salicornia

moving south and next to a salt marsh has introduced a dozen new species of animals and plants into our vocabulary. geckos and chameleons are cute, as are the skittish flamingos that eat all the pink algae in the salt ponds. but it’s not just new animals that inhabit these salty places, special plants too — like salicornia!

also called sea asparagus or pickleweed, salicornia is a halophyte, a plant that is adapted to salty environments. when you bite into it, the saltiness immediately floods your mouth… like eating bits of the sea! the flavour is pleasant enough and the surprise saltiness in every bite makes for a fun addition to salads and other dishes.

it’s a bit of a gourmet thing these days, which is funny because for much of history, salicornia was considered a worthless weed. it reminds me of a Ralph Waldo Emerson’s quote on the back of one of my field notes:

“What is a weed? A plant whose virtues have not yet been discovered.”

sounds about right!


maios

in the north of portugal, the first of may is usually greeted with “maias”, showy yellow flowers that bloom around this time of the year which the local people hang in doors… but in the south, the tradition is much more convoluted! meet the maios:

they’re like “scarecrows” that the local people make and sit in the streets or in their doorstep, usually accompanied by a short rhyme telling of a wise tale or sometimes a bit of political criticism. we passed these in a nearby town that was filled with them in every corner… and so we had to stop to have a look. :)


analogue wednesday #141

more bits from london and melbourne, from R4R-31 shot in collaboration with melissa. this roll has so much double-exposed goodness!


one second everyday — april 2018

if there was a theme to april this year, it was family.

the month started with paulo’s parents coming over for a few days, then us going north for daniela’s graduation, and it ended back south with my own parents in town for a short holiday. other highlights included spending time with friends and seeing the passionfruit bloom and give fruit.

it was a loooong month, and i’m happy for all the good memories in it, but also glad it’s done. it’s hard, trying to fit everything in and still do the work in the in-betweens. sigh.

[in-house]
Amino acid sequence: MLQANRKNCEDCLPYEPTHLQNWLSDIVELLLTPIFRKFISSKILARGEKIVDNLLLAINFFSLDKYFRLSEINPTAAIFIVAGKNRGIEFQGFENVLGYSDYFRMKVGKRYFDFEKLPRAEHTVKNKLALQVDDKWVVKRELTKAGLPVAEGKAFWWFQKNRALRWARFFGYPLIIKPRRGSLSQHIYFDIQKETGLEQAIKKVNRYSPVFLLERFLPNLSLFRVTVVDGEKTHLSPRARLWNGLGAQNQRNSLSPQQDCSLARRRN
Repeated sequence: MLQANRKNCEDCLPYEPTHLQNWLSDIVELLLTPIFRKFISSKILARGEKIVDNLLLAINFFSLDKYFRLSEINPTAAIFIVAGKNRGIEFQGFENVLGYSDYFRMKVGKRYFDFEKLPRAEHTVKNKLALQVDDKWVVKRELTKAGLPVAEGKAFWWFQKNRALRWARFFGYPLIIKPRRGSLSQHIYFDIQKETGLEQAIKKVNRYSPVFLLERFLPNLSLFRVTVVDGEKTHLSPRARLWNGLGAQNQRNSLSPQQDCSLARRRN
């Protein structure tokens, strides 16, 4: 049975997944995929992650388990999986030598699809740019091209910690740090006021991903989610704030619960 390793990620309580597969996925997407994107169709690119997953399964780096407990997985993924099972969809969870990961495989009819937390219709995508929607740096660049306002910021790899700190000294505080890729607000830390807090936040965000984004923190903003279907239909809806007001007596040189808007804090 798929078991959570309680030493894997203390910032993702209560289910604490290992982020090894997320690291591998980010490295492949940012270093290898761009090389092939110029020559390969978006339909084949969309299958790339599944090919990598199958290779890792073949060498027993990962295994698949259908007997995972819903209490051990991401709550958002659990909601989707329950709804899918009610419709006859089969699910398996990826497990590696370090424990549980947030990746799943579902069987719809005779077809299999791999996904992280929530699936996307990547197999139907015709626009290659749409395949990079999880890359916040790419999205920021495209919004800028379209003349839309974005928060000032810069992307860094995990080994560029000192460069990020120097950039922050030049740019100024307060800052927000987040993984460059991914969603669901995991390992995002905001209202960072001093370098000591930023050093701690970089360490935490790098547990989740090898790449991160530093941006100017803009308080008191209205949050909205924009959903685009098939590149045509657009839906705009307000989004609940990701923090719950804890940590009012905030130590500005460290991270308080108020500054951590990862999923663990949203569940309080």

the passionfruit chronicles

i don’t think i’ve ever met a fruit i didn’t like, but passionfruit feels special. the taste is the definition of exotic in my book — sweet and alien-like.

they’re supposed to be fast-growing plants that enjoy heat, and therefore ideal for our southern climate. last year, a neighbor down the street gave us a couple of his own fruits to eat… but having seen their vigorous vines, we jumped at the opportunity to grow our own. we started them in a container back in 2016 and saw first sprouts some weeks later:

we planted them out in the front garden just under the fence, so that they had something to hold on to. after some dormant months, they begun their ascent in the spring of 2017…

fast forward to a year later, and they have taken over the whole thing. had we known they would insist in growing upwards at every chance, we would have made a better effort to pull them sideways while we could… well, too late now.

we also have our first flowers! they’re super pretty, as all passionfruit flowers are. incidentally, did you know where their name comes from? according to wikipedia,

“Around 1700, the name was given by missionaries in Brazil as an educational aid while trying to convert the indigenous inhabitants to Christianity; its name was flor das cinco chagas or “flower of the five wounds” to illustrate the crucifixion of Christ, with other plant components also named after an emblem in the Passion of Jesus.

The name maracuyá or maracujá comes from a Guaraní word meaning “nursery for flies”.

and just this week, we spotted the first fruit! i can’t wait to finally taste it and strike another item off the 101 list! :P